India’s parliament made history this week by passing a landmark bill ensuring equal rights for those living with HIV.
The HIV and AIDS (Prevention and Control) Bill was the first of its kind in the eastern world, and it vows to protect HIV-positive people from being denied work, having access to education, housing, health care, even the right to hold public or private office. Additionally, it also prohibits businesses from refusing entry to anyone who is HIV-positive.
For HIV activists in India, the bill couldn’t have come at a better time. Earlier this year, Manvendra Singh Gohil, India’s first openly gay Prince of Rajpipla, said volunteers at his HIV foundation experienced constant harassment by authorities while trying to educate men who have sex with men about safer sex practices — some were even taken to precincts and raped by policemen.
India decriminalized gay sex in 2009 after a Delhi high court said the law was a violation of a person’s fundamental rights. But everything changed in 2013 when the Indian Supreme Court chose to overturn the lower court and uphold the ban on gay sex, saying that only India’s Parliament has the right to overturn the anti-gay statue S.377, not the lower court judges.
Now that parliament has set a ban on HIV discrimination, which is often associated with male-on-male sex in that part of the world, some say it’s only a matter of time before the country’s lawmakers overturn S.377 as well.
According to UNAIDS, nearly 2.1 million people were living with HIV in India in 2015, and nearly all of them experienced discrimination of some degree. Three years ago, HIV stigma drove one couple (a husband and wife) to drink poison after getting kicked out of his parent’s home because they were HIV-positive. They died a few days later.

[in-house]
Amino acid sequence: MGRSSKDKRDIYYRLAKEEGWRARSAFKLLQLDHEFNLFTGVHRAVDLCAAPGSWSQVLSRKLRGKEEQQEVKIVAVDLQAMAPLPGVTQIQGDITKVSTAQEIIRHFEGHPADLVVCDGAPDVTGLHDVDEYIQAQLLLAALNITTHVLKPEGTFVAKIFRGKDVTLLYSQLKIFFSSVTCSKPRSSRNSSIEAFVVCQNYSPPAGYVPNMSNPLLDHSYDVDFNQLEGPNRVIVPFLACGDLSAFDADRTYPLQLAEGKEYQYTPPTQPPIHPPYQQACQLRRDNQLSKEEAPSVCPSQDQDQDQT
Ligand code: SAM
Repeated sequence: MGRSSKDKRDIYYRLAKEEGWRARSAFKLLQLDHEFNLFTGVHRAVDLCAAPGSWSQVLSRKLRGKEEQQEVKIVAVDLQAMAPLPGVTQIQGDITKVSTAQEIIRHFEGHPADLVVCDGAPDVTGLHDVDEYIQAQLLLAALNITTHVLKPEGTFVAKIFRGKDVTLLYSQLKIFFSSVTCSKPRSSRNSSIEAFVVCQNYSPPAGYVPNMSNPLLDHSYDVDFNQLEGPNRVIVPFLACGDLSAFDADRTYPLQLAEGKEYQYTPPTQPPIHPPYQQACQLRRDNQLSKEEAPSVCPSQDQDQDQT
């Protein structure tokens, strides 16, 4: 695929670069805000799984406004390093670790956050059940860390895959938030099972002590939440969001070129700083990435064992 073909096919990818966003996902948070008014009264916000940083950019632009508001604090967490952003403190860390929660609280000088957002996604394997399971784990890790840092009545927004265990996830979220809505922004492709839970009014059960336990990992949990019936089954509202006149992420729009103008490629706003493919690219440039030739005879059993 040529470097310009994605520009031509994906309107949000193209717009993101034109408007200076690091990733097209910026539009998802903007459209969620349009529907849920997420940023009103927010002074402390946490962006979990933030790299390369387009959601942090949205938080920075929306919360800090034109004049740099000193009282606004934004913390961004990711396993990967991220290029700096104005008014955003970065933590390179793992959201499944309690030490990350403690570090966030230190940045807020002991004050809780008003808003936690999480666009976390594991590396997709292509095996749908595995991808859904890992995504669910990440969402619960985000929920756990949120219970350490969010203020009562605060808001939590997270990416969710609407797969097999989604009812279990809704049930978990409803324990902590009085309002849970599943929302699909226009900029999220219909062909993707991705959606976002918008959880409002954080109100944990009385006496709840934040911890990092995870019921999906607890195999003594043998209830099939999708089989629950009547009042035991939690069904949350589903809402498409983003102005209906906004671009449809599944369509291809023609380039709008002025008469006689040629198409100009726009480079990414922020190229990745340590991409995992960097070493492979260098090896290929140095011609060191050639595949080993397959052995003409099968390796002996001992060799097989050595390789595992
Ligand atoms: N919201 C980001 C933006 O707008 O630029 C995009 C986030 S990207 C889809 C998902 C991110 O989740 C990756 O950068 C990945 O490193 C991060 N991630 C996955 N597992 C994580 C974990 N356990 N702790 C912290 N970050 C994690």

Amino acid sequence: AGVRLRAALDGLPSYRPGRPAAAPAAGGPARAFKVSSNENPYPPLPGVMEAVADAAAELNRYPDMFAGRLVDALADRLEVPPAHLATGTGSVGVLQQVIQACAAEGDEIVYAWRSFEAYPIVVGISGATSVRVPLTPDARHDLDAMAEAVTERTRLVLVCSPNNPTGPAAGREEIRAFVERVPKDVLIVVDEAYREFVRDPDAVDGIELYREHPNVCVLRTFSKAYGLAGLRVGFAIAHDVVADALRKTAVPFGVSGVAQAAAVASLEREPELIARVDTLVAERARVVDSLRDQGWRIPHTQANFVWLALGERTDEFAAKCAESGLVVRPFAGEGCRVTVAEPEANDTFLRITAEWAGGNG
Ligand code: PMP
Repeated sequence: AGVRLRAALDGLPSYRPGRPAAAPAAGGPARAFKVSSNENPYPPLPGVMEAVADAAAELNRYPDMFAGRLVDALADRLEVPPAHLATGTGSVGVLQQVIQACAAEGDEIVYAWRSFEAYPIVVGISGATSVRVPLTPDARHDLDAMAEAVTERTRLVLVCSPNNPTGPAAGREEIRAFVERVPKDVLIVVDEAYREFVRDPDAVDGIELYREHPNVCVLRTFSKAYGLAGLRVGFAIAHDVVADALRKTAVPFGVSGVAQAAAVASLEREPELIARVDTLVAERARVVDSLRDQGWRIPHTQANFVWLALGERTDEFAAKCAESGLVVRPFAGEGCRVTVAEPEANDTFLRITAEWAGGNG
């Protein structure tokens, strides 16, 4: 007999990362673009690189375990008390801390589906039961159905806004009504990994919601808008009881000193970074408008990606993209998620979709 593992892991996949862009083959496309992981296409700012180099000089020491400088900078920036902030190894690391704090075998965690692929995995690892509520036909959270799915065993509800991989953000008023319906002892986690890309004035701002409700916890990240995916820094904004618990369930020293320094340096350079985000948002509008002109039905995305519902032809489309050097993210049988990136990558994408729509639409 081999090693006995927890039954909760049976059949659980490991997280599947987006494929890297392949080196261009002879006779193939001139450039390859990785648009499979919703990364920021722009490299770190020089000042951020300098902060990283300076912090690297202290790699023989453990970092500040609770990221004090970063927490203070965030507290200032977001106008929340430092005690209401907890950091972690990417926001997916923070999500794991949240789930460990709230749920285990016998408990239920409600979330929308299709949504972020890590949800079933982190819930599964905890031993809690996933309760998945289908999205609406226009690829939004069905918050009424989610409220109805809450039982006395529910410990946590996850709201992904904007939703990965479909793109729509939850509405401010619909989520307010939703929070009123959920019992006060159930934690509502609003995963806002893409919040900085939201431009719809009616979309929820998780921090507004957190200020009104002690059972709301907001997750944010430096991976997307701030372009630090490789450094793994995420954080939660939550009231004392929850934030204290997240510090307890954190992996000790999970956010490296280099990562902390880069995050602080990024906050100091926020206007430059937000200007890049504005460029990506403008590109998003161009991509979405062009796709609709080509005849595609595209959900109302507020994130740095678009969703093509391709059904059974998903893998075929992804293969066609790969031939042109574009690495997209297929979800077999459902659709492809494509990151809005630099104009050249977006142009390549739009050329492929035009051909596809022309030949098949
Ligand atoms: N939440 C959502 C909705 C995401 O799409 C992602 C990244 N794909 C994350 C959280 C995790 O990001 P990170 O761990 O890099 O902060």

The bill itself took 15 years to make it all the way to parliament, but activists warn that despite the country’s historic move to end discrimination, HIV stigma is rampant in the public’s mindset.
“[Incidents of discrimination] have decreased compared to decades ago but they still occur," Huidrom Rosenara, associate director with the Delhi-based India HIV//AIDS Alliance, said to CNN. “(The legislation) is a long awaited and positive move. We are very optimistic about it as it speaks volumes about the political commitment. It will protect the rights of people with HIV and let them lead their lives with dignity and respect.”
However, not all HIV and human rights activists in India are happy with the bill because, although it helps to extinguish blatant discrimination, it doesn’t guarantee treatment to those in need of medicine, even though India is the biggest supplier of generic medicines to the developing world.
“This new Bill fails to enshrine the rights of its own people,” ITPC-Global’s executive director Solange Baptiste, said in a statement. “I fear it’s an omen of things to come. We, HIV treatment activists, will be watching and monitoring to make sure the Indian government upholds its responsibility to all its citizens living with HIV.”